MKs: We’ll push for better preemie care

Knesset c'tee calls on Health Ministry to designate funds specifically for the baby units and to monitor the infants’ conditions after discharge.

November 9, 2011 04:52
2 minute read.
Premature baby in incubator (illustrative)

Premature baby in incubator . (photo credit: Thinkstock/Imagebank)


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Premature baby units at medical centers around the country are short a total of 700 nurses, the Knesset Public Complaints Committee was told on Tuesday.

In addition, some hospitals have used funds meant to improve conditions in the units for other purposes, making the situation worse, said MK Orly Levy-Abecassis (Israel Beiteinu).

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The state comptroller raised the serious issues of manpower shortages and crowding a few years ago, but nothing significant has been done since then, said Shas MK David Azoulay, who heads the committee.

“It is unthinkable that hospital directors make other use of money set aside for premature baby units,” he added.

If necessary, he said, he will push legislation to remedy the situation.

The committee called on the Health Ministry to designate funds specifically for the baby units and to monitor the infants’ conditions after they are discharged from the hospital.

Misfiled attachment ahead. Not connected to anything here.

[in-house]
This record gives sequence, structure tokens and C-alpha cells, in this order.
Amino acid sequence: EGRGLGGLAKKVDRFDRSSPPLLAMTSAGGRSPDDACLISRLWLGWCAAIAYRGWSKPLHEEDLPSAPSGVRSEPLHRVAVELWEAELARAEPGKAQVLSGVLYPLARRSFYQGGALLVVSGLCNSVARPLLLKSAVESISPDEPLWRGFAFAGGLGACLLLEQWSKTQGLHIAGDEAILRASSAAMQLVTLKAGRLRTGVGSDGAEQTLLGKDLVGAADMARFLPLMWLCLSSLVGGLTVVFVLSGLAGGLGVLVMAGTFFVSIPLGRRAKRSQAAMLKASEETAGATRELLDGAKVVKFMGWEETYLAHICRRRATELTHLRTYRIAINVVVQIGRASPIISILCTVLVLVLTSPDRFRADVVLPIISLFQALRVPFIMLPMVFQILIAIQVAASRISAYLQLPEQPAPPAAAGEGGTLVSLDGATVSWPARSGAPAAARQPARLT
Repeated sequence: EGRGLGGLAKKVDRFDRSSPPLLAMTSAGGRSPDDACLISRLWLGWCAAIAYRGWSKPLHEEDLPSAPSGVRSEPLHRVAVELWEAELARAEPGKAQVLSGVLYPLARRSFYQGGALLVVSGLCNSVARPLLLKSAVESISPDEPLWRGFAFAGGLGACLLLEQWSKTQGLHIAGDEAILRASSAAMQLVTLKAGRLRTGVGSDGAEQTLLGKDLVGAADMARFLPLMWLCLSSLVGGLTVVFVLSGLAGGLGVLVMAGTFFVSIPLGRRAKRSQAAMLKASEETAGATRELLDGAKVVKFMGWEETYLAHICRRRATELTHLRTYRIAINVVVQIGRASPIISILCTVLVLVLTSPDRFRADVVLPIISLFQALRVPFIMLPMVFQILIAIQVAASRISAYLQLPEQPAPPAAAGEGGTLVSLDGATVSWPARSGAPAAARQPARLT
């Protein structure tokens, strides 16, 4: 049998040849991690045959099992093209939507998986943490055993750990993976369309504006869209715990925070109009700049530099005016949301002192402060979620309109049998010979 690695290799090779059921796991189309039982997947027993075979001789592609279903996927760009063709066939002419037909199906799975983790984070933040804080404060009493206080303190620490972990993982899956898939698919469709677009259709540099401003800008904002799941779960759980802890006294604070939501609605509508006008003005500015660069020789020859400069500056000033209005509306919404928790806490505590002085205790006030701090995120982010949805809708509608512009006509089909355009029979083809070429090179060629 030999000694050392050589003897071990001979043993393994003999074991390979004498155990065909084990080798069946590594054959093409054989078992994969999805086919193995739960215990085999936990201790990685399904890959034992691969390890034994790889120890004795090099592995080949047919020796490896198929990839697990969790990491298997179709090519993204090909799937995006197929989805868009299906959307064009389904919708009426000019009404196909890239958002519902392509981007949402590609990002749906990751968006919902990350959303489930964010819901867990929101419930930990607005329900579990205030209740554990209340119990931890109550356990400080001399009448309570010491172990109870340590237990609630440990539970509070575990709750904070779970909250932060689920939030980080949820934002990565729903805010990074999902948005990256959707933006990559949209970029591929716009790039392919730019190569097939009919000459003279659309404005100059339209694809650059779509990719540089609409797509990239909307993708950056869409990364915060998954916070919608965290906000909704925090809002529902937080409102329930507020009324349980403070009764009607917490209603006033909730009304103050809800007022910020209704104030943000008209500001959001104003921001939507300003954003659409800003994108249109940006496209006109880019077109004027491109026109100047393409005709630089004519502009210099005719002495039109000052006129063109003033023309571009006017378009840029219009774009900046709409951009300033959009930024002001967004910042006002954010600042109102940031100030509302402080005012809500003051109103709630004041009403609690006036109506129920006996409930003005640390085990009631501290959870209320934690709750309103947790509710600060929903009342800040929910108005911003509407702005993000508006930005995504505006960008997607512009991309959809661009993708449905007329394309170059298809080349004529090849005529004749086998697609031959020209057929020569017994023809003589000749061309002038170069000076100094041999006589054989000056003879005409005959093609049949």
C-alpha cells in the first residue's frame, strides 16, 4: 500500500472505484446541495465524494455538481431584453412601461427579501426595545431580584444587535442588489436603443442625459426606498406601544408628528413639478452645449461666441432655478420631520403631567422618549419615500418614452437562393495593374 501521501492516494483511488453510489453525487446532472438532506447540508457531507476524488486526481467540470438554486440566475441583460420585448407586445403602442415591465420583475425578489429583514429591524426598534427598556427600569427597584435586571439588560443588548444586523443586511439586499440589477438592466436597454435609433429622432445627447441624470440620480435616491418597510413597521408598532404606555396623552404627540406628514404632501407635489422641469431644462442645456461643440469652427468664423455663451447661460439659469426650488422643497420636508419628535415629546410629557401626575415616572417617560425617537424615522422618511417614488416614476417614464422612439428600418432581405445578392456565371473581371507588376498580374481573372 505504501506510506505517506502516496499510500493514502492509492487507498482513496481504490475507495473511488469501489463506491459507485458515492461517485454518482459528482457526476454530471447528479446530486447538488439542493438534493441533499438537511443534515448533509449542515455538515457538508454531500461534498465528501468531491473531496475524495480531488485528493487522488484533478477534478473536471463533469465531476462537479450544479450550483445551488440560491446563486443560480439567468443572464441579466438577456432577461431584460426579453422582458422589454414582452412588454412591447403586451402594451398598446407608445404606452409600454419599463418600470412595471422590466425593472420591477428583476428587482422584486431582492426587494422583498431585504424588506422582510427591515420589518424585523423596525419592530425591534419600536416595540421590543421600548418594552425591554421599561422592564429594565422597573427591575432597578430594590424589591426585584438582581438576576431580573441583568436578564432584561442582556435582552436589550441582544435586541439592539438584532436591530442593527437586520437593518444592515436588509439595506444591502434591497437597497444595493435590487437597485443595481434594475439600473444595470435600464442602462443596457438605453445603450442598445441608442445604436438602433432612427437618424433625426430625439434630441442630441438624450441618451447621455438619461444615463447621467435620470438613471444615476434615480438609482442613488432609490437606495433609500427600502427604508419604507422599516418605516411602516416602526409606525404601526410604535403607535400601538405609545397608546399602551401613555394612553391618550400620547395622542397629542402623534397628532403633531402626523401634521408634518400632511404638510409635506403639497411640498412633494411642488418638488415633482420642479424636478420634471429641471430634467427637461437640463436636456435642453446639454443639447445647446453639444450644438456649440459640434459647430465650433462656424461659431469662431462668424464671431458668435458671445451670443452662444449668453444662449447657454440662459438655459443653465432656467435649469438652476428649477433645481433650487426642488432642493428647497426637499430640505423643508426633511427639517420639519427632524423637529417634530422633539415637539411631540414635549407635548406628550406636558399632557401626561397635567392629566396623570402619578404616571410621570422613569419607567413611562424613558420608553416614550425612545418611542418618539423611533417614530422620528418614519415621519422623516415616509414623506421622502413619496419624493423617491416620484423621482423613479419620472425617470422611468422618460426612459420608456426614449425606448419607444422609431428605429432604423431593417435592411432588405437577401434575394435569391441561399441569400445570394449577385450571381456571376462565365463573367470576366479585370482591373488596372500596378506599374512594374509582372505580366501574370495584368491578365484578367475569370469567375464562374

At tipat halav (well-baby) centers, the committee added, the ministry should establish growth charts appropriate to children delivered at lowbirth weights and advance them in the queues for care.

The mortality rate of premature babies in Israel is twice that in the rest of the Western world, according to Levy- Abecassis, due to the overcrowding and lack of manpower for the intensive care of tiny infants. Insurance companies refuse to cover the babies, and there is a shortage of vaccines to prevent the type of pneumonia common in such children, she added.

Kadima MK Rachel Adatto, a trained gynecologist who was formerly deputy director-general of Jerusalem’s Shaare Zedek Medical Center, said state allocations for treatment were unfair. She pointed out that if a baby born at up to 1,750 grams survived for 72 hours, the hospital would receive NIS 169,000 to care for it, but if it weighed 1,760 gr., the sum was much lower. This minimizes the hospitals’ motivation to care for them, she said.

According to LAHAV, the voluntary organization that fights for improvement of premature baby care, not only are there too few specialist doctors and nurses for the highly demanding work, there is also a shortage of equipment.

Parents of preemies complained to the committee that they had suffered from posttraumatic stress after the births but had not received treatment for it from the health system.

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